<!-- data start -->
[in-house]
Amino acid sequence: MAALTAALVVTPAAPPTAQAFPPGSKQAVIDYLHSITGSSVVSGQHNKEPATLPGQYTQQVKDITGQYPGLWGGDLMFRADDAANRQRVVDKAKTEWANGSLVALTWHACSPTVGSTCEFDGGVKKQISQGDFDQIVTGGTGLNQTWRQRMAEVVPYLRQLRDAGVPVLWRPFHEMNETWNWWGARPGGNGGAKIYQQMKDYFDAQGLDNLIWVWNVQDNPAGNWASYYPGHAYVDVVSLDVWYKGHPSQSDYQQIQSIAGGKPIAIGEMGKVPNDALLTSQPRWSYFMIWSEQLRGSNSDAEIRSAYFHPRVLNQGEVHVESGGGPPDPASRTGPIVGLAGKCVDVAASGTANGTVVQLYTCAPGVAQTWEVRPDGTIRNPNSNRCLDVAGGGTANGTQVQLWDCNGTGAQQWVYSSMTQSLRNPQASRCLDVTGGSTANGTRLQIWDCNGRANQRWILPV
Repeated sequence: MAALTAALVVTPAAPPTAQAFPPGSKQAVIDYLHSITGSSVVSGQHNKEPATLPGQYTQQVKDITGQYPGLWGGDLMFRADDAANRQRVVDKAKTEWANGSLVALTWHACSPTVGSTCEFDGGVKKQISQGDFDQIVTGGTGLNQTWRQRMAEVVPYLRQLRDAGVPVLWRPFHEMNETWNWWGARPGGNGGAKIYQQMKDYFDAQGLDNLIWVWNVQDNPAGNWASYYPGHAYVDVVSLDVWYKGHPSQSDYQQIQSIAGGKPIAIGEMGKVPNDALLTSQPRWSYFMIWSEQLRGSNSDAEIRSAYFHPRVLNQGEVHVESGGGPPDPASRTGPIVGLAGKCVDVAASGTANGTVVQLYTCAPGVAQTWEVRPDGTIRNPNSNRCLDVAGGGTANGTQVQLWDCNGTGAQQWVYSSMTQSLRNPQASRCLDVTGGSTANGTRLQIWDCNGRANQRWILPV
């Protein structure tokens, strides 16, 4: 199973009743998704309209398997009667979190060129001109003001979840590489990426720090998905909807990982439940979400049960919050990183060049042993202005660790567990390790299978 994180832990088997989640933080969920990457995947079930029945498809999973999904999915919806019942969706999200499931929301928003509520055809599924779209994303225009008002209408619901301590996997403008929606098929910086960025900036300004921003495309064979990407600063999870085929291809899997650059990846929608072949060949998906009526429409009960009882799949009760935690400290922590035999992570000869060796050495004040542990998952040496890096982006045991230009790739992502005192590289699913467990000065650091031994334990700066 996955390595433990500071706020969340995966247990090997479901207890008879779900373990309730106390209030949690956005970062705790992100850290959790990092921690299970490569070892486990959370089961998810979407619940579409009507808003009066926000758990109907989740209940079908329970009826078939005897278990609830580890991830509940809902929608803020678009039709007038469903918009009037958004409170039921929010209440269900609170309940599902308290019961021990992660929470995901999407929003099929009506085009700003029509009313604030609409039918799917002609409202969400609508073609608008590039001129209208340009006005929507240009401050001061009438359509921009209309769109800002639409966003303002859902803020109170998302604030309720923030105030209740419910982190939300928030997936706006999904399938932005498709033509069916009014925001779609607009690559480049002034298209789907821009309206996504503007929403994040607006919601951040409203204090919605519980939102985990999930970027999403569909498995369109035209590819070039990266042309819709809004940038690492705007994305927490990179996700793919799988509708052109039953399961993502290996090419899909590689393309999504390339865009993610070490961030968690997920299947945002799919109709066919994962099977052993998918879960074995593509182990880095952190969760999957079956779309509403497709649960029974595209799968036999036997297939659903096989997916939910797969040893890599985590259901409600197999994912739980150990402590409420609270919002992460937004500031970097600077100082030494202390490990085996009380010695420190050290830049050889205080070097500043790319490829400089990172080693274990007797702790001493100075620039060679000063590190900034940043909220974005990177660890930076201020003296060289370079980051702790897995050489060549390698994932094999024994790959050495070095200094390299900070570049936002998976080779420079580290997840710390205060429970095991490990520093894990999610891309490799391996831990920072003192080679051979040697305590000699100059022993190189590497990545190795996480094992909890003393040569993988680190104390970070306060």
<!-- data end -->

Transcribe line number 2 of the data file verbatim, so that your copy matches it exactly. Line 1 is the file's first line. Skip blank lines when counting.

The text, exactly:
Amino acid sequence: MAALTAALVVTPAAPPTAQAFPPGSKQAVIDYLHSITGSSVVSGQHNKEPATLPGQYTQQVKDITGQYPGLWGGDLMFRADDAANRQRVVDKAKTEWANGSLVALTWHACSPTVGSTCEFDGGVKKQISQGDFDQIVTGGTGLNQTWRQRMAEVVPYLRQLRDAGVPVLWRPFHEMNETWNWWGARPGGNGGAKIYQQMKDYFDAQGLDNLIWVWNVQDNPAGNWASYYPGHAYVDVVSLDVWYKGHPSQSDYQQIQSIAGGKPIAIGEMGKVPNDALLTSQPRWSYFMIWSEQLRGSNSDAEIRSAYFHPRVLNQGEVHVESGGGPPDPASRTGPIVGLAGKCVDVAASGTANGTVVQLYTCAPGVAQTWEVRPDGTIRNPNSNRCLDVAGGGTANGTQVQLWDCNGTGAQQWVYSSMTQSLRNPQASRCLDVTGGSTANGTRLQIWDCNGRANQRWILPV